High Salt Diet Putting Teens At Risk Of Heart Disease Later In Life
A study by researchers at Cincinnati Children's Hospital Medical Center among children and funded by the National Institutes of Health shows an association between too much consumption of salt in the diet and arterial stiffness (or hardening of arteries) and cardiovascular diseases during adulthood. The arterial stiffness is a known risk factor for stroke and heart attack in adults.
In the current study, researchers recruited 775 participants from an Ohio children's hospital and measured brachial artery (BrachD) elasticity. They tracked salt or sodium consumption with brachial artery (BrachD) elasticity. Researchers adjusted the results with factors such as race, sex, age, body mass index (BMI) etc. The study results show higher sodium consumption was associated with higher stiffness in the arteries (higher PWV reading and lower BrachD reading).
The Centers for Disease Control and Prevention says adults and teenagers should consume less than 2,300 mg of sodium per day. Lead author of the study was Dr. Elaine M Urbina, Director, Cincinnati Children's Hospital Medical Center and the study findings were presented in the Pediatric Academic Societies 2017 held at San Francisco on May 8, 2017.
Arterial stiffness : Arteriosclerosis and biological aging are the reasons for arterial stiffness. As arterial stiffness increases, risks to cardiovascular events also increases. As heartbeats, elastic nature of arteries allows arteries to expand and contract. Blood pressure due to heartbeats (blood pumping action) will reduce due to elastic nature of the arteries. Hardening of arteries (atherosclerosis) increases blood pressure. Regular exercise, no smoking, lower blood pressure, cholesterol and sugar levels help in softening of arteries.
New Tool Which Can Predict No Honeymoon Phase In Children With Type 1 Diabetes
A team of researchers at University of Massachusetts Medical School (UMMS) have developed a new tool which can predict the probability of non-remission (of insulin) or honeymoon phase in children diagnosed with type 1 diabetes (T1D) with 73 percent accuracy. The procedure was developed based on measurements such as diabetes-associated auto-antibodies and blood bicarbonates.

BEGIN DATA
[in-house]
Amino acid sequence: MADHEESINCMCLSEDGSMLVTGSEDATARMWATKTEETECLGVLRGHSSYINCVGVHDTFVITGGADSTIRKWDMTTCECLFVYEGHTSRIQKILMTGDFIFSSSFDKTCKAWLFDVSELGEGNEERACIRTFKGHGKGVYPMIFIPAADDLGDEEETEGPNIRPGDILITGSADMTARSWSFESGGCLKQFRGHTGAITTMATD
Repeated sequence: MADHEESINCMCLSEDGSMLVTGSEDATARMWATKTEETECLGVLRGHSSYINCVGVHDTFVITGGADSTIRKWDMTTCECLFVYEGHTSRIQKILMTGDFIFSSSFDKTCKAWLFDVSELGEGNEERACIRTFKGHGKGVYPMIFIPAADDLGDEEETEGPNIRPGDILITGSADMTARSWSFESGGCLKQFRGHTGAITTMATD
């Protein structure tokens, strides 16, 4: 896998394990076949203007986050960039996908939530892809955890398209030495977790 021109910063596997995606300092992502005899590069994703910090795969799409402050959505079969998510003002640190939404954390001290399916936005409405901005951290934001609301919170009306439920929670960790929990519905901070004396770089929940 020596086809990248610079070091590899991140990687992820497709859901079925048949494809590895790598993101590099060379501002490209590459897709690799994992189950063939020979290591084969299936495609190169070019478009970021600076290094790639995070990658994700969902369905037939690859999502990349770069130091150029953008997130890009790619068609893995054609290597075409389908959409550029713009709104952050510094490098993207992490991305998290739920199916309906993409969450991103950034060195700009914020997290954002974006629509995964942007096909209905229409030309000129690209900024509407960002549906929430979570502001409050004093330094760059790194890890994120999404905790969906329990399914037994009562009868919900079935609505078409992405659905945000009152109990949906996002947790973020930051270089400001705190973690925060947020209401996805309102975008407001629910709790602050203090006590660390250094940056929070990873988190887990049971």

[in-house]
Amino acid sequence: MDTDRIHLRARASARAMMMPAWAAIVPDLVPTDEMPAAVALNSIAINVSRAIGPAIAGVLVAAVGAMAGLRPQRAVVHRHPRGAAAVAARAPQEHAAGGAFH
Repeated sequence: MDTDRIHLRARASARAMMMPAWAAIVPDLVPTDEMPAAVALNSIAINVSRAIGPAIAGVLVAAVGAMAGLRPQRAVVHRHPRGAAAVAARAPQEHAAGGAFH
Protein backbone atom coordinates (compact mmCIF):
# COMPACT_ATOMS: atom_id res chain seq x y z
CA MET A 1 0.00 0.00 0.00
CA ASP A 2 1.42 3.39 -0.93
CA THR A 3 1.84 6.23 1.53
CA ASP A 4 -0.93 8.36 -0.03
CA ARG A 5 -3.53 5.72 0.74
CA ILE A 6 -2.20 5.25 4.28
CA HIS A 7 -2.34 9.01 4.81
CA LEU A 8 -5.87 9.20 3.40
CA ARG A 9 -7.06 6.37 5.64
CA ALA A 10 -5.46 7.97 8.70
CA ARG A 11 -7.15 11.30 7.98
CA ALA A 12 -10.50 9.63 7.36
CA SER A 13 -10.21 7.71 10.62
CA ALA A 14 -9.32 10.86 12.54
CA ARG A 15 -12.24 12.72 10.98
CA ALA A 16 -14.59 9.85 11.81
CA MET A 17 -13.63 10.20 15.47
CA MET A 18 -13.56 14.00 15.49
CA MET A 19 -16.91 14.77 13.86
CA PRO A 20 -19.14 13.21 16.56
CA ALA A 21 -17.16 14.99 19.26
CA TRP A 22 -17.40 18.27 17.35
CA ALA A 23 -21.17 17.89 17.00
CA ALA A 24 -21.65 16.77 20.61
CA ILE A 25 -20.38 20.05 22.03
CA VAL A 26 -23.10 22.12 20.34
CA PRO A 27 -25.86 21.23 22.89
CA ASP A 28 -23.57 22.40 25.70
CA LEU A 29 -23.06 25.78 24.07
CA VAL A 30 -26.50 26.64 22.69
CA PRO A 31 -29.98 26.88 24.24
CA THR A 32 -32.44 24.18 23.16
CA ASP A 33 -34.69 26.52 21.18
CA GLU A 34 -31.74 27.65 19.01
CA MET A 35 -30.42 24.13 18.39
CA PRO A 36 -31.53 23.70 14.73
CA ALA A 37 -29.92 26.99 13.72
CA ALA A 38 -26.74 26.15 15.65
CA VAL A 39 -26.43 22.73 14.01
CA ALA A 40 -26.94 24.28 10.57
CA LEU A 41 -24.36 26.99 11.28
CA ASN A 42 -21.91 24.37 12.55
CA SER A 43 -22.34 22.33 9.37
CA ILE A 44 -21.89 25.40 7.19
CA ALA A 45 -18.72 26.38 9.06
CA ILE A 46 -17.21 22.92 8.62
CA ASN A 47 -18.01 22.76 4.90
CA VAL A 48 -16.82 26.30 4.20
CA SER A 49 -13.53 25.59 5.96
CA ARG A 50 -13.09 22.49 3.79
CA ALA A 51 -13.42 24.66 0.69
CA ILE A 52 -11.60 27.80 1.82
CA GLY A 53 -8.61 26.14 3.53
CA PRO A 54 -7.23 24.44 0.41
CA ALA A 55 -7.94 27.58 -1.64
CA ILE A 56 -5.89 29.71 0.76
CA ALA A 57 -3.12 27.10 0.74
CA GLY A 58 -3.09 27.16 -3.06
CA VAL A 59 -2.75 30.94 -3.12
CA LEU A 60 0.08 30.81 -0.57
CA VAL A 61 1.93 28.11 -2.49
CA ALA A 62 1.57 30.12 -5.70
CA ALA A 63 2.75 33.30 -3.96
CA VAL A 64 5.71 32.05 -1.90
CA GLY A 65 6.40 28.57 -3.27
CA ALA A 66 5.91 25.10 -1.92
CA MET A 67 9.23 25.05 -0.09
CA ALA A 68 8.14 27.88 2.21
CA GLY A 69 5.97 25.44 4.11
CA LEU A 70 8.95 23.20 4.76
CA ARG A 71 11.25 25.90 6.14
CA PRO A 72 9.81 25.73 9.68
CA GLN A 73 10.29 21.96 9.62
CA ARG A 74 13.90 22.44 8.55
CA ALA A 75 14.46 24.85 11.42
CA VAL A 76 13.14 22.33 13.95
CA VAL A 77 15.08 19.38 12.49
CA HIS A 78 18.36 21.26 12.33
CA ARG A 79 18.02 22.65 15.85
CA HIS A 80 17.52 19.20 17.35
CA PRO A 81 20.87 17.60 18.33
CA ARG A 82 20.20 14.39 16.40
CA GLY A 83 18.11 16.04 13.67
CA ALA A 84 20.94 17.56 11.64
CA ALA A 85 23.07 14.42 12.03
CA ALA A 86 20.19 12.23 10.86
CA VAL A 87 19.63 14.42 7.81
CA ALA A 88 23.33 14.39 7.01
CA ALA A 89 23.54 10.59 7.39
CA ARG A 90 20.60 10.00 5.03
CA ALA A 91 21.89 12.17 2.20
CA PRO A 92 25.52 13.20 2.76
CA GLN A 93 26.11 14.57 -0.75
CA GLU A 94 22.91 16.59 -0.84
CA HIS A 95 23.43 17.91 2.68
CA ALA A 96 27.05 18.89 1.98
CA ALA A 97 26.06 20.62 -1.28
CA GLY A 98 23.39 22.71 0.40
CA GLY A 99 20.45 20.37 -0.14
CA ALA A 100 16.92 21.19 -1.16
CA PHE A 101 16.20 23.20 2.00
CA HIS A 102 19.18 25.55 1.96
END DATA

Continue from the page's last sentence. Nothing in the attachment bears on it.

This innovative procedure helps doctors and health care professionals in identifying those children who require closer observation after diagnosis of their type 1 diabetes condition. The researchers found that 57 percent of the diagnosed type 1 diabetes in children or adolescents patients may not experience honeymoon or partial remission phase.
Earlier studies show those patients who do not experience honeymoon phase may need more insulin in later life and that individual may face health problems related to diabetes in later life. Author of the study was Dr. Benjamin Nwosu, an associate professor of pediatrics at the University of Massachusetts Medical School (UMMS), Worcester, United States and the study findings were published in the PLOS One journal.
Partial remission : Honeymoon phase or partial remission phase means blood sugar or glucose levels can be controlled with just required insulin made by the beta cells in the pancreas. The patient may require additional lower doses of insulin injections or may not require it at all. If the measured HbA1c levels of an individual was at 75 mmol/mol (9 percent) or less, then one can believe to say that the individual was entered into honeymoon or partial remission phase.
The Diabetes News Chronicle does not provide medical advice, diagnosis or treatment. Information in Diabetes News Chronicle is to support and not to replace medical advice given by the surgeon or physician or doctor. Published article is not a medical advice by the OWNER of the "Diabetes News Chronicle" website or by the AUTHOR of the article.
Published by Jammi Vasista, Chennai, India.